I started reading scifi/fantasy/urban-fantasy that only included queer characters as part of the cast in the books (preferred primary, but could be secondary) in 2019, and I read only that that year. Reading the occasional book now in 2020 that doesn’t do that feels exactly like you say “I didn’t realise what I was missing till it I saw it, and now I don’t want to be without it”. I’m now virtually never reading SF/F/UF now that doesn’t include us.

          • Ooh, do you have a blog or goodreads with recs? Although I’ve not managed to pick up a book the whole of lockdown so far…

          • I’ve been kinda terrible at keeping my Goodreads updated … I did however keep a record in an Apple Note of what I was reading (with a rather chunky/lumpy rating system) so if you’re on Twitter or IG you can DM me: @sarahhbickerton (same on both) and I can share some screen shots :)

  7. Man. You guys made me start crying again.

    So SO many things about this show and this season just hit me like a gutpunch in such a cathartic, positive way and I have been looking forward to reading Autostraddle’s reaction since I finished watching on Friday. I loved reading what you all had to say.

    For me, so many things were amazing and I could pick out so many favorite moments, both funny AND angsty from every single episode of S5. But I think the part I really started to lose it at was when Catra stood up for Adora, first in front of the failsafe (“Shadow Weaver is sacrificing you, why can’t you see that?”), and then again and again after that pushes her to try to figure out what it is she actually WANTS for herself. That’s something I don’t think Bow and Glimmer have ever fully understood that Adora needed, and when Mara actually explicitly says “You are worth more than what you can give to other people. You deserve to be loved.” OOF. OOOOOOOOOOOOOOOOOOOFFFFFFFFFFFFFFFF. Sometimes you don’t realize you need to hear something until a reboot of an 80s cartoon created to sell action figures just comes out and slaps you in the face with it, huh?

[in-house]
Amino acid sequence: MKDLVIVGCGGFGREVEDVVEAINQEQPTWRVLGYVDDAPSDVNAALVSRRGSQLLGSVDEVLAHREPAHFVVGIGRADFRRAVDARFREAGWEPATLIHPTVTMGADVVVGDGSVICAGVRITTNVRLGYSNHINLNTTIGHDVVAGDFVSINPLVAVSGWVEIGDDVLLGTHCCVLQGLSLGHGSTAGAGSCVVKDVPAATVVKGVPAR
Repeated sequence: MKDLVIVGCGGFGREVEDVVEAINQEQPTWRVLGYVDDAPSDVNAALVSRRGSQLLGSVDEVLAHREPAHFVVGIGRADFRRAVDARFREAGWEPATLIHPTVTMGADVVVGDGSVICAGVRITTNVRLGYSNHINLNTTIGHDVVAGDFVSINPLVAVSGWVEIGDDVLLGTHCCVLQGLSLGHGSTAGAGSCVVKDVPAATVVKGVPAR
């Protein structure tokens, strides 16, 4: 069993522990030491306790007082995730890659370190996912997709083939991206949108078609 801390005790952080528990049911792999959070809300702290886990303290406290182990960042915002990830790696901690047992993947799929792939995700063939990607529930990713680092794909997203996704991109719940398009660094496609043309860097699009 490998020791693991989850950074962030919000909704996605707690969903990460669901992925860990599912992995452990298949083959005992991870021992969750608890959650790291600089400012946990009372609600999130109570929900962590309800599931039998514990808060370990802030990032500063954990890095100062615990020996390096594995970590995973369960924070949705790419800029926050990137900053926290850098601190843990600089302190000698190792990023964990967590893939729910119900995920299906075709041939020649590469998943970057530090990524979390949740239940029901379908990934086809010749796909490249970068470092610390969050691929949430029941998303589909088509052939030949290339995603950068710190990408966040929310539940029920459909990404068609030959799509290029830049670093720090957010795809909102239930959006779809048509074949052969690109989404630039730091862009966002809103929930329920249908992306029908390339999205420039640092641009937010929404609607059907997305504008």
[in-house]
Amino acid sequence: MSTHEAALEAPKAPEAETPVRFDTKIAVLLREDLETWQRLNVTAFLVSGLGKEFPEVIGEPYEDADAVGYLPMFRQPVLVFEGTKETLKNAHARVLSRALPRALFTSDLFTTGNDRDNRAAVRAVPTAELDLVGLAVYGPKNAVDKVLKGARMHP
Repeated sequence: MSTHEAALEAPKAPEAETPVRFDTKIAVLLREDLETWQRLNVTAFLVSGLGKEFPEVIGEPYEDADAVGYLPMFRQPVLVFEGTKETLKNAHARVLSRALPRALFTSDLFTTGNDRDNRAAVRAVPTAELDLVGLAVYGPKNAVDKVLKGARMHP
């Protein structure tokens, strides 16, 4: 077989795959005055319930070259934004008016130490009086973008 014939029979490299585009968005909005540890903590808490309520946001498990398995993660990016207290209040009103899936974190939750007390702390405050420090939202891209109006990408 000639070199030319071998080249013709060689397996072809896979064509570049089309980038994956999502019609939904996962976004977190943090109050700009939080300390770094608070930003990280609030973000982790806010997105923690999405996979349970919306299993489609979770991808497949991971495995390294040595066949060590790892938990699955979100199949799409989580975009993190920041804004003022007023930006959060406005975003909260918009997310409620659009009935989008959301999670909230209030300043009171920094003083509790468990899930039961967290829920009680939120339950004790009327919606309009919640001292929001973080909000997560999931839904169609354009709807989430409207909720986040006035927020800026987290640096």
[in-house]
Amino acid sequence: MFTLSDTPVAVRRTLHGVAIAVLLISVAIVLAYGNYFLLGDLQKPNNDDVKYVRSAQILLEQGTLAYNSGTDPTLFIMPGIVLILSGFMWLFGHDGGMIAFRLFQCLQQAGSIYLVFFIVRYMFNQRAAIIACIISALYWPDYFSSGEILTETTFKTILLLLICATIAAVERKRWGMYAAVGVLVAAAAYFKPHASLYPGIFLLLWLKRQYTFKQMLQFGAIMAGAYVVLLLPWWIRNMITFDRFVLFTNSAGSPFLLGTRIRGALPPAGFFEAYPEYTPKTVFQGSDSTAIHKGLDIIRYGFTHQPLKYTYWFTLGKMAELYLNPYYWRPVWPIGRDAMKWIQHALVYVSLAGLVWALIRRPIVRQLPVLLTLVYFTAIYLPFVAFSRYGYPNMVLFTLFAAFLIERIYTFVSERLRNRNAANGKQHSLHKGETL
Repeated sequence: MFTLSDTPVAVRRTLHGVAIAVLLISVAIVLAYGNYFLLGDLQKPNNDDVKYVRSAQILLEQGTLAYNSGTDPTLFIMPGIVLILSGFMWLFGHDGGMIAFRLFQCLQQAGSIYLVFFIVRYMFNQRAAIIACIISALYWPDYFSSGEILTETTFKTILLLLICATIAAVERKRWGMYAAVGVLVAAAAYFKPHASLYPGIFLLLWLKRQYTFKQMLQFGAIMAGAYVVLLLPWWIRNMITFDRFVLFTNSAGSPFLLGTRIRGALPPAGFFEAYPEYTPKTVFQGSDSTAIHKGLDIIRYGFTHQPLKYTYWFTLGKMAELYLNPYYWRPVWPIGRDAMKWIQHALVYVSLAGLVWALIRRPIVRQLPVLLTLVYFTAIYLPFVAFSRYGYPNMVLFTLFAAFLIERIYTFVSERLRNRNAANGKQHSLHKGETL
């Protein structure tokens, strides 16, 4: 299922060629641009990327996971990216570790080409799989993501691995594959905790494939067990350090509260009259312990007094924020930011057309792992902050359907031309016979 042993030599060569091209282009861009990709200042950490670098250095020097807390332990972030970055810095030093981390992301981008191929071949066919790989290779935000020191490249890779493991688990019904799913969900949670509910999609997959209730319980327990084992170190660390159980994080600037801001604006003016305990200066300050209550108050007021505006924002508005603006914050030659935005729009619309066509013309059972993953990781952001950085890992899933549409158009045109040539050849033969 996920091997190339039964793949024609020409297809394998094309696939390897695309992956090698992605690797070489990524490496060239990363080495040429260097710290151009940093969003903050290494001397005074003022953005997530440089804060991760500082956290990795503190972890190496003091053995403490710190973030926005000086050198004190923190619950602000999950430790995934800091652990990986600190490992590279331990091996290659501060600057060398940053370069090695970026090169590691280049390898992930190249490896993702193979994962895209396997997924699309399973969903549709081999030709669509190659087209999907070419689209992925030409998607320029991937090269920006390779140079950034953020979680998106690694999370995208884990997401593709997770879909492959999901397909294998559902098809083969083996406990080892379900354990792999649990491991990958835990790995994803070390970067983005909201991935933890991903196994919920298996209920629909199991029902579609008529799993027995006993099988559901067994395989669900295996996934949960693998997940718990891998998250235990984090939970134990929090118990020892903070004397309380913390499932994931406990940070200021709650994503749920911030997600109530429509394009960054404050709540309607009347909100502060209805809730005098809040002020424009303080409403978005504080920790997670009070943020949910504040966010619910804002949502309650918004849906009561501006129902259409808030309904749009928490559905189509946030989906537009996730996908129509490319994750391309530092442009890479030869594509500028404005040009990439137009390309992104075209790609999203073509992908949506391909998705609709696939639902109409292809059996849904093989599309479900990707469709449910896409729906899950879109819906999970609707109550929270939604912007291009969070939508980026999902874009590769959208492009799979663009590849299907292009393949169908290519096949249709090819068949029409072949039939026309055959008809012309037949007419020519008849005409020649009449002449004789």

I think the reactions I’ve felt personally and seen expressed online really say a lot about the many struggles and disappointments that queer communities have experienced in dealing with representation. It’s true there has been a lot of progress and positive changes in a relatively short time but good lord is it also true that so many of us seem to have trained ourselves to expect and accept less than being seen in complex nuanced ways as the driving force of our own lives and stories.

    It’s so clear that Noelle Stevenson and the team she assembled for this show understood this and it is such a balm to experience a story like this from someone who understands.

  8. If nothing else, I really appreciate the fact that a non-trivial part of Catra’s redemption arc was explicitly getting therapy (in the form of Melog, and, to a lesser extent, Perfuma). The work that goes into learning how let other people in is rarely shown in media, and having Catra fully acknowledged it was so refreshing.

    • Yes! Catra and Melog was honestly probably my personal favourite relationship out of the whole season. So good and pure and healing. SO CAT. And the shot of them both all spiked up in the water had me rolling :D

  9. What made me tick, I mean made me understand that something was coming was the way Horde Prime kept saying “your Adora” and “Your catra” why would he say that? WHY WOULD HE? So I knew then that somerhing was in reached. And then it kept going and going further.

    Jesus… While I’ve always had the uptmost trust in NS & She-ra, I’ve never dared to hope because it’s not about intentions. Even if it’s queer creators in command, they don’t get the freedom they should. Rebecca in Sugar had to fight too for Steven Universe.
    But we got it. Noelle did it. And Adora got to want something, to hope for more than what she gives and what she feels she has to do. To want and to be given too. The key wasn’t her duty but herself. Which is beautiful, not only did we get the romance, but it’s what drove them to succeed in the end.
    A lesbian love saved the day, kids.

    On a queer note, Scorpia and Perfuma are seen as a romantic paring by Noelle, even if more subtle. Since they weren’t the main focus, and it’s even more the beginning for them.

    Oh and Jewelstar was voiced by a trans actor, and the character is presumably trans also.

    • I picked up on the Scorpia and Perfuma thing and tbh I would rather have seen Scorpia end up with Entrapta, but that is a minor complaint in an utterly wonderful cornucopia of queer pairings

  10. AAAAHHHHHH I have so many feelings about this show but my overriding feeling for the moment is AAAAAAAAAAAAAAAAAAAAAAAAAAHHHHHHHHH

    They made She-Ra gay! They actually made SHE-RA GAY! QUEE-RA! BY THE POWER OF GAYSKULL!!

  11. Also Heather, about feeling like Noelle Stevenson had to trick Netflix into it – from the sound of things that’s exactly what happened:

    “My big fear was that I would show my hand too early and get told very definitively that I was not allowed to do this,” she said. “I sort of had a plan and it was like: If I can get them to this place where their relationship and that romance is central to the plot, and it can’t be removed, can’t be noted-out or it can’t be something that’s cut later, then they’ll have let me do it.”